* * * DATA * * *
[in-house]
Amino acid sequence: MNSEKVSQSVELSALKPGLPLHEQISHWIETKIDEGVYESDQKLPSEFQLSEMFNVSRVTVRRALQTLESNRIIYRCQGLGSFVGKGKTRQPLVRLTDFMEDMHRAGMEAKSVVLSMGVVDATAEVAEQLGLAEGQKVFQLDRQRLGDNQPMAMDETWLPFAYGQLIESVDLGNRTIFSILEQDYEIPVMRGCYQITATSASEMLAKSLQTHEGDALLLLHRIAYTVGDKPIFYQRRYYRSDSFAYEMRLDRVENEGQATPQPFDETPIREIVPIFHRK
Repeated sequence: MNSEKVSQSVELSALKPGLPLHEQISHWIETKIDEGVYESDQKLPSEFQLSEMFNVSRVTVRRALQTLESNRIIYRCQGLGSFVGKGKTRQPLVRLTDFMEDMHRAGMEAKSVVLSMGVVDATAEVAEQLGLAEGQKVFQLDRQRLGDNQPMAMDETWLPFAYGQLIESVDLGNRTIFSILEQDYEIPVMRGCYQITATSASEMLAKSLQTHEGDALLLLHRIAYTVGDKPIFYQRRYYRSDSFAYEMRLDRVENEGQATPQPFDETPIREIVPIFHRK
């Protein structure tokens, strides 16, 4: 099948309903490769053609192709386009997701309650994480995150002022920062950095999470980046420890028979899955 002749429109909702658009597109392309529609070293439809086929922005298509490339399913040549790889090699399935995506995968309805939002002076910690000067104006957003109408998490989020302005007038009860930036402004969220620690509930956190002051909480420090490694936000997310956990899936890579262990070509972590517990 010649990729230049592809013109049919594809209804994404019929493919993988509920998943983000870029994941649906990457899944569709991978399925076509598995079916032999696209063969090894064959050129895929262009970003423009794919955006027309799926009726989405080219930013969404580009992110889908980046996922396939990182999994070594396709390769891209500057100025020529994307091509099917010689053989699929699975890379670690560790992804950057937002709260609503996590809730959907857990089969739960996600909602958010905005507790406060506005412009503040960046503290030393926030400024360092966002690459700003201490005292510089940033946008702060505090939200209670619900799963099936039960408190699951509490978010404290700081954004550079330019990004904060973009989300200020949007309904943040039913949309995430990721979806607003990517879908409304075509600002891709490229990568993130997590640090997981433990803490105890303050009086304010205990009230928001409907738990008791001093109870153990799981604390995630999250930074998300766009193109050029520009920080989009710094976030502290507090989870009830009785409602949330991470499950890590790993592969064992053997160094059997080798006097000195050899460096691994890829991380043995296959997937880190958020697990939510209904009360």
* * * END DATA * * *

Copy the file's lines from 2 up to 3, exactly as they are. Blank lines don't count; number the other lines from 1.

Amino acid sequence: MNSEKVSQSVELSALKPGLPLHEQISHWIETKIDEGVYESDQKLPSEFQLSEMFNVSRVTVRRALQTLESNRIIYRCQGLGSFVGKGKTRQPLVRLTDFMEDMHRAGMEAKSVVLSMGVVDATAEVAEQLGLAEGQKVFQLDRQRLGDNQPMAMDETWLPFAYGQLIESVDLGNRTIFSILEQDYEIPVMRGCYQITATSASEMLAKSLQTHEGDALLLLHRIAYTVGDKPIFYQRRYYRSDSFAYEMRLDRVENEGQATPQPFDETPIREIVPIFHRK
Repeated sequence: MNSEKVSQSVELSALKPGLPLHEQISHWIETKIDEGVYESDQKLPSEFQLSEMFNVSRVTVRRALQTLESNRIIYRCQGLGSFVGKGKTRQPLVRLTDFMEDMHRAGMEAKSVVLSMGVVDATAEVAEQLGLAEGQKVFQLDRQRLGDNQPMAMDETWLPFAYGQLIESVDLGNRTIFSILEQDYEIPVMRGCYQITATSASEMLAKSLQTHEGDALLLLHRIAYTVGDKPIFYQRRYYRSDSFAYEMRLDRVENEGQATPQPFDETPIREIVPIFHRK